“The man. The machine. STREETHAWK.”
I mentioned “Streethawk” (1985) a couple of weeks ago during that discussion of that 80’s fad where futuristic vehicles were the stars of TV shows. This ran for a single season and depicted the adventures of a police officer riding “an all-terrain attack motorcycle designed to fight urban crime.”
This was the very height of 1980’s cheese — or the very nadir, depending on how you look at it. (I was a pretty impressionable kid, though, and I loved “Streethawk.”) And star Rex Smith was not an ugly man, but always seemed to have dopey expression permanently plastered to his face.
Wasn’t there sort of special signature move that Smith’s character had, where he popped a wheelie and actually spun the bike like a dradle at the same time? So that the bullets or whatever it was firing would fly in every direction? (Because cops typically require indiscriminate suppressing fire in every direction in order to “fight urban crime.”) I could almost swear that was a recurring action sequence on this show.
“Airwolf” (1984 – 1987) and “Blue Thunder” (1984) were part of the decade’s fad of building TV shows around incredibly high-tech vehicles — sports cars, helicopters … even a preposterously conceived “attack motorcycle.” (Does anyone else remember 1985’s lamentable “Streethawk?”)
“Airwolf” was a decent techno-thriller produced by CBS. (It was revamped in its final year and relaunched on the USA Network.) It had great action sequences, a likable star (Jan-Michael Vincent) and seemed written to appeal to an older audience, with a fairly sophisticated and morally ambiguous overall story setup. And goddam if it didn’t have a kickass theme — even if it’s a bit of an earworm and leans heavily on the snythesizers. (It was an 80’s thing.) You can check it out in the first clip below.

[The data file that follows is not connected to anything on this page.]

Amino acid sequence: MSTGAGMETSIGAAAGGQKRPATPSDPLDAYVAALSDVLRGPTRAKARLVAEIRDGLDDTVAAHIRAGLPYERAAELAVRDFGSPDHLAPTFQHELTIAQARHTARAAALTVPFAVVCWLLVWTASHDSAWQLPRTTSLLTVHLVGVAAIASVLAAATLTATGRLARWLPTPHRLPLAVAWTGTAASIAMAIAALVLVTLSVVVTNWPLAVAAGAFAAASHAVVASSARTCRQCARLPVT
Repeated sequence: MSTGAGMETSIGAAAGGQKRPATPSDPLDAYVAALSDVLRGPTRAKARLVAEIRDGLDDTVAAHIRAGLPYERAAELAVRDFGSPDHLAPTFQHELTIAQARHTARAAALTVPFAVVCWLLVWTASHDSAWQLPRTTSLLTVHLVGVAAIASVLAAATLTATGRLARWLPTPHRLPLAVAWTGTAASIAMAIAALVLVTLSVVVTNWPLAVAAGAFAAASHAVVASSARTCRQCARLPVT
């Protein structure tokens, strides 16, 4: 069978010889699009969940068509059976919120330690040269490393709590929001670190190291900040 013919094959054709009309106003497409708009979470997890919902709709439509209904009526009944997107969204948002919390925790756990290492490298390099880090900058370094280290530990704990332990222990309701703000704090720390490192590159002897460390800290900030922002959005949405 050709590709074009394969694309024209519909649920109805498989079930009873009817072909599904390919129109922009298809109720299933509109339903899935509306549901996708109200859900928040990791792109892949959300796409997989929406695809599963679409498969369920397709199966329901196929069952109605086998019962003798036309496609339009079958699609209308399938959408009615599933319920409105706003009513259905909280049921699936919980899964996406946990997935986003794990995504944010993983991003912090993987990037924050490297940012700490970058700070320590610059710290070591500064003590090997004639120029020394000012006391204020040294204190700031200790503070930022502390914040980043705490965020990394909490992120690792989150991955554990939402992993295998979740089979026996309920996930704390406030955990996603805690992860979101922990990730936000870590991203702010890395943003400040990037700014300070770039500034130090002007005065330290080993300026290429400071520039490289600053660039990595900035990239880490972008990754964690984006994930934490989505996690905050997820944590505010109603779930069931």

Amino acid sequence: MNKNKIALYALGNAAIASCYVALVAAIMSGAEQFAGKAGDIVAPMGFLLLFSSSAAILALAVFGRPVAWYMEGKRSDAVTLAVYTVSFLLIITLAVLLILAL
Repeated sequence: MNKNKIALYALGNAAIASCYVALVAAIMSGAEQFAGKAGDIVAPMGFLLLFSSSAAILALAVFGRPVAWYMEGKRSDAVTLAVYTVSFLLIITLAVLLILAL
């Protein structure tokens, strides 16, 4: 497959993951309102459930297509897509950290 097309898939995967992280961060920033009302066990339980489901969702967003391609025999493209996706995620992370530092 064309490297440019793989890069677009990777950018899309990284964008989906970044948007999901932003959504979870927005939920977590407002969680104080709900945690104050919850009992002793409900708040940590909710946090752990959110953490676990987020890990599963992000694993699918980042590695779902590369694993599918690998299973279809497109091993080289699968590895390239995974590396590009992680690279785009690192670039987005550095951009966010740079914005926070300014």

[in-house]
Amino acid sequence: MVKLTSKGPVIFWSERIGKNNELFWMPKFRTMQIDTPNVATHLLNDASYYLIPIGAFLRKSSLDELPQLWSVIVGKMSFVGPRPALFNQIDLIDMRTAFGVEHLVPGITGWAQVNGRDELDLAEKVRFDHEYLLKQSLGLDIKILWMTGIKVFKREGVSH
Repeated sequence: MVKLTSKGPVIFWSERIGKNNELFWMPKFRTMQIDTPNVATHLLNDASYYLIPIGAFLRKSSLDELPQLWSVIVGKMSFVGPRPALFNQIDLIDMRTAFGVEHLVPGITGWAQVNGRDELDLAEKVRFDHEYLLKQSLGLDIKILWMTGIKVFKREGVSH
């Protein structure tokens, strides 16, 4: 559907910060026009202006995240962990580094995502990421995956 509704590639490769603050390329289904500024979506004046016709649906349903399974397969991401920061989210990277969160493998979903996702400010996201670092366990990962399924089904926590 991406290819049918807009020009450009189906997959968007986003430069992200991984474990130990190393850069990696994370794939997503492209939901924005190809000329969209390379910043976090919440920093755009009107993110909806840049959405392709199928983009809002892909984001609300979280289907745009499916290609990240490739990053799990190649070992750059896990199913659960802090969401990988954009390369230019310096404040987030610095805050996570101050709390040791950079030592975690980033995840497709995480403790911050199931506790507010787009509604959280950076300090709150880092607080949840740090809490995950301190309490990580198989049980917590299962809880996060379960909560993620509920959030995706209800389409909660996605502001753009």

“Blue Thunder” was ABC’s putative competitor, I suppose. It was an adaptation of what I remember to be a pretty respectable 1983 feature film with Roy Scheider, but the show only ran for a single season. I hardly remember it. (As you can see from the second clip below, though, it had a pretty interesting cast, including Dana Carvey, Dick Butkus and Bubba Smith.) I’ve never heard anyone bring up “Blue Thunder” nostalgically either. I do remember that my friend Keith was a fan — he and I got into a spirited debate once about which could defeat the other in an aerial battle.
If Hollywood wants to recycle everything from the 1980’s … how the hell did “Airwolf” escape its radar? (No pun intended.) I would love to hear Ki: Theory update that killer theme.